Here's why no one has to know if you win the Mega Millions jackpot

ATLANTA — Anyone who wins the historic $1.6 billion Mega Millions jackpot can use a new Georgia law to keep people from asking for a piece of the money.

[PHOTOS: Behind the scenes of the $1 billion Mega Millions drawing]

The law saying the winner does not have to give up their name has been on the books in Georgia for only six months.

"I love that law because you have people coming out of the woodwork when you win. Sometime you don't want everybody to know you won," a Mega Millions player told Channel 2 Action News.

On Friday, lottery officials announced the jackpot had jumped to $1 billion.

Simply by signing a piece of paper, any winner of $250,000 or more may opt for anonymity. The lottery won't identify the winners, even though the open records law.

"It was done because constituents were worried that they could win that money and be like people in other states, be victims of crime of flim-flam, etcetera," Sen. Steve Henson said.

Since May 7, 74 people have won more than $250,000 in Georgia, and every single one of them has signed a paper to remain anonymous.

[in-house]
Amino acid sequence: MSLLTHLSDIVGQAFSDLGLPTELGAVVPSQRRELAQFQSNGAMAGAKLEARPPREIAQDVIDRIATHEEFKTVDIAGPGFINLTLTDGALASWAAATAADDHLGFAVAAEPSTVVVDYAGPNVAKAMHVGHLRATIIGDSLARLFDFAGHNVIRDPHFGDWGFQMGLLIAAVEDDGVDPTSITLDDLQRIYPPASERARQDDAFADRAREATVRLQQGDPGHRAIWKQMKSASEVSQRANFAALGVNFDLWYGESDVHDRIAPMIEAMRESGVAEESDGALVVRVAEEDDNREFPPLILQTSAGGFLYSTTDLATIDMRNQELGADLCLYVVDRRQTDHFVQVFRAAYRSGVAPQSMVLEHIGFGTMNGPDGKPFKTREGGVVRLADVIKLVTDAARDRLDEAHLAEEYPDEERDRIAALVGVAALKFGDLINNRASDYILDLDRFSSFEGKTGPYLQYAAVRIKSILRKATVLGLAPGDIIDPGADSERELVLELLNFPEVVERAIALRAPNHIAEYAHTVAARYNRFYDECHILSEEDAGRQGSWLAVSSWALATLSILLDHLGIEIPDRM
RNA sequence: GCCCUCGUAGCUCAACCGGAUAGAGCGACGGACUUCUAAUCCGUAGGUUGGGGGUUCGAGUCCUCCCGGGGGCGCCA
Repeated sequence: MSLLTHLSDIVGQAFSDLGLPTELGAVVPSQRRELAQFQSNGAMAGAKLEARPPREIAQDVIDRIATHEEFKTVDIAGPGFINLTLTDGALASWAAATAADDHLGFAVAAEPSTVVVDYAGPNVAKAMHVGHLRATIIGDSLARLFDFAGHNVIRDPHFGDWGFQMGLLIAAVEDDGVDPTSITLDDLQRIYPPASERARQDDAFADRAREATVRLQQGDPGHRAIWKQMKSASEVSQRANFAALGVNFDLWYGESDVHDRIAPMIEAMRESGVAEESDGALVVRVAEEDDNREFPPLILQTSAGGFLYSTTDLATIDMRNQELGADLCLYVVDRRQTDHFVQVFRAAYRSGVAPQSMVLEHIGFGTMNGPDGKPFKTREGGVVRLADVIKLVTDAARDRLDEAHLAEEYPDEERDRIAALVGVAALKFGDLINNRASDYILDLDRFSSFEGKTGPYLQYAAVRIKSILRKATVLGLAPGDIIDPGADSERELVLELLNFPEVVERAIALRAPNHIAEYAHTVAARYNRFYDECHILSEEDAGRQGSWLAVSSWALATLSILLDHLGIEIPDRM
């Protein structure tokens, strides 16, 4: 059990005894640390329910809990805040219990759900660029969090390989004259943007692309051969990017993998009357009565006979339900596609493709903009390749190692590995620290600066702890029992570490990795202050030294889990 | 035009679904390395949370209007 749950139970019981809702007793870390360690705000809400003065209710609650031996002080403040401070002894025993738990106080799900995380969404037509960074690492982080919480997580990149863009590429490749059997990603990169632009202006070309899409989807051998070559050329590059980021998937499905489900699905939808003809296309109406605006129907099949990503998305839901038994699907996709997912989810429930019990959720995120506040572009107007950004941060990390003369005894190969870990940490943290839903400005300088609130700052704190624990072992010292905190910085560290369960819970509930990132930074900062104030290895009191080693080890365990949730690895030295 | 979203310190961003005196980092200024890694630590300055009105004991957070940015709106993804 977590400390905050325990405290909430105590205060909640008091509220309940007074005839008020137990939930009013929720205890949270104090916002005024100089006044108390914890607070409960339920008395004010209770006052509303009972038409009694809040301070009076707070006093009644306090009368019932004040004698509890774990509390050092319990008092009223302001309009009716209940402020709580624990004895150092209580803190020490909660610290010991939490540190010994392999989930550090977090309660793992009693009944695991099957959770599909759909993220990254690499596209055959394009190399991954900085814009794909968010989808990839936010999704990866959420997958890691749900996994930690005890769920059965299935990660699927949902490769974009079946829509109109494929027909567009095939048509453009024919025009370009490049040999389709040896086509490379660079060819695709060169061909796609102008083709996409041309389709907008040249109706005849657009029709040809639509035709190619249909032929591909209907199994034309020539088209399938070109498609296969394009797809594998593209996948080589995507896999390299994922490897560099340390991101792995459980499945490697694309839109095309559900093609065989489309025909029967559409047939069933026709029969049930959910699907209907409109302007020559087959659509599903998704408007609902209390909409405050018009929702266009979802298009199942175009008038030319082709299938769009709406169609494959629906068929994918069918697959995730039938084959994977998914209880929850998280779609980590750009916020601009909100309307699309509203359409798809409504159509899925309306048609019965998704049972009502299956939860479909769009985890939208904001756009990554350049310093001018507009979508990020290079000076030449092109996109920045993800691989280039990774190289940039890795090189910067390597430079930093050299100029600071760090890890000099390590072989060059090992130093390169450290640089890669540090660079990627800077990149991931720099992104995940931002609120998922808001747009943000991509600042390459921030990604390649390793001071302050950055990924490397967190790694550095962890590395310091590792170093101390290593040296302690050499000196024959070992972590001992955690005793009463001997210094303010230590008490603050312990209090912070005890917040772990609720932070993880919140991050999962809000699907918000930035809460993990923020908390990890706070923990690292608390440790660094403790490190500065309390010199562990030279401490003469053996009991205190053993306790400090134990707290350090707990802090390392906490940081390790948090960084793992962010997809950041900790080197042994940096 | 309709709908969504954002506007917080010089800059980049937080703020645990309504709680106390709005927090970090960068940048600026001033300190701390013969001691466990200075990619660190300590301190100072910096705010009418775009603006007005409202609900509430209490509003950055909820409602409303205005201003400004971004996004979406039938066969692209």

Henson said the law isn't designed just to maintain a winner's privacy. It's a public safety issue.

Sadly, it comes too late for some Georgia lottery winners who could have used it for their own protection.

Dorris Murray, a $5 million winner, was stabbed to death by an ex-boyfriend, and Craigory Busch, another lottery winner, was killed in a home invasion. Investigators said he was targeted because of his new fortune.

"There have been people all over the country who've been victimized by crime," Henson said.

Beyond the personal safety issues, Henson said winners deserve not to be pestered by hangers-on eager to suck a jackpot dry.

"People spend money and think that it never finishes, but it does," Henson said.

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